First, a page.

Most investors want to put their money in equities but may not be able to afford large stakes in valuable companies with higher priced stocks. For them, low-priced stocks could be attractive as these will enable them to buy more number of shares instead of just a handful of higher priced stocks for the same amount. For example, an investor willing to spend $10,000 can either purchase at least 500 shares of a stock trading under $20 or only 100 shares of a stock trading at $100.
Additionally, stocks under $20 reap huge profits as an increase of as less as a dollar in share price adds 5% to the portfolio. This is in contrast to stocks priced at $100 or above, which see 1% or lower gains if shares move up by $1. Further, most of the low-priced stocks have high levels of liquidity that give these stocks an added advantage. This means that cash can be converted quickly and investors could easily get their money out of the securities. In fact, trading in higher average daily volumes keeps the bid/ask spread tight and does not lead to extra cost for the investor.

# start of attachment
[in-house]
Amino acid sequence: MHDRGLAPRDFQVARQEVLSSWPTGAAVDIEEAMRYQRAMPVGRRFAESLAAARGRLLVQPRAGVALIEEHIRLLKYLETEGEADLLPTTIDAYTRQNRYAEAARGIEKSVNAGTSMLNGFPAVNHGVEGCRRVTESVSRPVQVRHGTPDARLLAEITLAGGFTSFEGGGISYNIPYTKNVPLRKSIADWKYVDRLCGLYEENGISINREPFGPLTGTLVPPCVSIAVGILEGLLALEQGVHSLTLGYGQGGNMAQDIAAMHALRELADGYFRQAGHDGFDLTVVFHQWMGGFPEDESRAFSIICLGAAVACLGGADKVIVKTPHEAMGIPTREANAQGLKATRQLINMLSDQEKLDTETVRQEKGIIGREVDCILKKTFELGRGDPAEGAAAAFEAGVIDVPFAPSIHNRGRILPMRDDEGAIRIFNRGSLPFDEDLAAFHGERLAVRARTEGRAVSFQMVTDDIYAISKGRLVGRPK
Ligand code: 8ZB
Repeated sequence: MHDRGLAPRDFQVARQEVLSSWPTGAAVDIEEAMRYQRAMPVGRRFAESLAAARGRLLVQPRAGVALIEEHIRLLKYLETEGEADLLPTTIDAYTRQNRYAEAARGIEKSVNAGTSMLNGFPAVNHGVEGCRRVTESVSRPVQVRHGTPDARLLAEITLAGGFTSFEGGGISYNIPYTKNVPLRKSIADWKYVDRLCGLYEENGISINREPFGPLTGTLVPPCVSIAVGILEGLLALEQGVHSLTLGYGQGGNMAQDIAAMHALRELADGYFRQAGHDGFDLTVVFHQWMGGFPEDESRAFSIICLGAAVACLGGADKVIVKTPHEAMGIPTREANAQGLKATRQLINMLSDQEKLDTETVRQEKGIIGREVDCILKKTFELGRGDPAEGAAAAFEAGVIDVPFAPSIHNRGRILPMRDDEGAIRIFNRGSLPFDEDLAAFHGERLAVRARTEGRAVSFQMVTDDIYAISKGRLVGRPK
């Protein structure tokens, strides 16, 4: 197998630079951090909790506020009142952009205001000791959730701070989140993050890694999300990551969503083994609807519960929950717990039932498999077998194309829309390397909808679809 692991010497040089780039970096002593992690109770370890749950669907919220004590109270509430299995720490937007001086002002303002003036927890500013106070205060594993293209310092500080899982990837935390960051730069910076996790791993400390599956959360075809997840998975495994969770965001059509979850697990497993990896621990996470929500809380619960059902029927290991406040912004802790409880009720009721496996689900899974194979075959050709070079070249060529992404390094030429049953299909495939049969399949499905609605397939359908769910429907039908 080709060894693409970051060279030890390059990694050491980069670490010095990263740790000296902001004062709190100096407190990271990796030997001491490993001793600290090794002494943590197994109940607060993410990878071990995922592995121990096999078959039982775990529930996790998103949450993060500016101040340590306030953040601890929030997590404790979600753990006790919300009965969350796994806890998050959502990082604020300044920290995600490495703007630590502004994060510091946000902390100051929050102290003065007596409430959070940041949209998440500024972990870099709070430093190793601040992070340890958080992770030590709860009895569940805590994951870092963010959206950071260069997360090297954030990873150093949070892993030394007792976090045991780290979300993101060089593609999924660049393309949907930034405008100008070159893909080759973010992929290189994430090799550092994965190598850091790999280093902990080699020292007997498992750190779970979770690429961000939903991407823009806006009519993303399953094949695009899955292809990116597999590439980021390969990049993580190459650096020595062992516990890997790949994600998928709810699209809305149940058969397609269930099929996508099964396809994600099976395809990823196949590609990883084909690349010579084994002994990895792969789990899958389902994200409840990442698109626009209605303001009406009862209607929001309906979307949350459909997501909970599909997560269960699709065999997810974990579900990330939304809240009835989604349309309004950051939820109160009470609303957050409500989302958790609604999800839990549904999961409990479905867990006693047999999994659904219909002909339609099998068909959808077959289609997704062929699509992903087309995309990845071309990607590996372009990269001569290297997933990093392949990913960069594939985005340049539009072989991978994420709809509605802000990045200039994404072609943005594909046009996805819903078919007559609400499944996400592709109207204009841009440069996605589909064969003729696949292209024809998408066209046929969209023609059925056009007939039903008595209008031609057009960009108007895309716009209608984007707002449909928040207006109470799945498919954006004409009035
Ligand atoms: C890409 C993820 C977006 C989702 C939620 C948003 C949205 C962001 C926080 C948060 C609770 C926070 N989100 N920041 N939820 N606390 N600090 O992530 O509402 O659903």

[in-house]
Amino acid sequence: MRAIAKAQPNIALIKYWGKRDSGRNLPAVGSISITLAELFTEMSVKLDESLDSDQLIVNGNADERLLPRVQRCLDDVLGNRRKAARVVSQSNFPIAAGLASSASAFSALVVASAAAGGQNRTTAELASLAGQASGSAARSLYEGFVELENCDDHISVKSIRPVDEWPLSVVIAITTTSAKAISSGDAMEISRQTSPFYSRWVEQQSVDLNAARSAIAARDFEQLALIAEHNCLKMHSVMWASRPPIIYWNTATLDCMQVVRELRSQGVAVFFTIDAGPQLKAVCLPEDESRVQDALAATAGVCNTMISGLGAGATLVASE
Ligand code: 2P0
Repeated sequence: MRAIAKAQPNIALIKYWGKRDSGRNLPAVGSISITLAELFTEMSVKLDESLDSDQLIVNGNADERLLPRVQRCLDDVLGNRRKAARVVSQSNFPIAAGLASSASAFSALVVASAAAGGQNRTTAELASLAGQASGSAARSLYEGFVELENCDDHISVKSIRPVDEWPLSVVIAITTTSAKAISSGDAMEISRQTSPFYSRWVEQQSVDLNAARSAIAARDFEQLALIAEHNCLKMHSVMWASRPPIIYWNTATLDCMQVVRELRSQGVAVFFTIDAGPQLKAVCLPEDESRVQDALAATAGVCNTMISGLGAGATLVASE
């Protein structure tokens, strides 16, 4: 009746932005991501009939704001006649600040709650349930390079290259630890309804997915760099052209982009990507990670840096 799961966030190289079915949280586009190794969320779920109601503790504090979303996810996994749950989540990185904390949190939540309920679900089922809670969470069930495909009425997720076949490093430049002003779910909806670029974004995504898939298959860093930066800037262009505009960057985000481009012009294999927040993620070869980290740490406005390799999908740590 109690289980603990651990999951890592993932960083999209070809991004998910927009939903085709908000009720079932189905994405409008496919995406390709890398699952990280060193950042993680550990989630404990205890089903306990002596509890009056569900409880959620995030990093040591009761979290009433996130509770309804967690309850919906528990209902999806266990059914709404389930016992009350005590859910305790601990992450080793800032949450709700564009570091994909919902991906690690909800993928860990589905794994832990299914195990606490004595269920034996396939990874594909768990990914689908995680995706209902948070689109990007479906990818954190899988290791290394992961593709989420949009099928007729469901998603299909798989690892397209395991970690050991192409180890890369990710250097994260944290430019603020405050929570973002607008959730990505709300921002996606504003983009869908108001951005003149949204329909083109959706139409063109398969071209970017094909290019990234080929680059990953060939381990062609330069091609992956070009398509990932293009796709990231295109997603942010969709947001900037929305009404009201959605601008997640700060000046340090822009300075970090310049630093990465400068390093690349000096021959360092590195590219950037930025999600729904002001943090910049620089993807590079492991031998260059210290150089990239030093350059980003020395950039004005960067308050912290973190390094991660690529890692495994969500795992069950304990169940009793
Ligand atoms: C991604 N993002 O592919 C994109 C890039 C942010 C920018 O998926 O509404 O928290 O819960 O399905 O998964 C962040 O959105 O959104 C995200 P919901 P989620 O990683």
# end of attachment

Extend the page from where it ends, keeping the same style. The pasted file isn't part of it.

And guess what, the ongoing bull and bear tug-of-war has provided investors great opportunity to tap some of these from a long list. The preference is not only limited to the stock world but can be felt in the ETF space as well. In fact, there are less than 500 ETFs that currently trade below $20 out of nearly 2,000 funds, suggesting that choices are pretty good for investors who like to get a decent number of shares from their investment.
So, let us dig into some of the ETFs that are below $20 and have AUM of over $300 million and average daily volume of more than 100,000 shares. These low-priced ETFs could lead to huge gains in the coming months.
Fidelity MSCI Energy Index ETF (FENY – Free Report) – Price: $18.82
The global energy market has been on its way towardbalancing, draining out the excess inventory through the historic OPEC output cut deal. Though higher production in the United States seems to be a hurdle, accelerating global economic growth since the financial crisis, with a consumption boom in both developed and emerging markets especially in China, as well as geopolitical uncertainty bode well for the sector.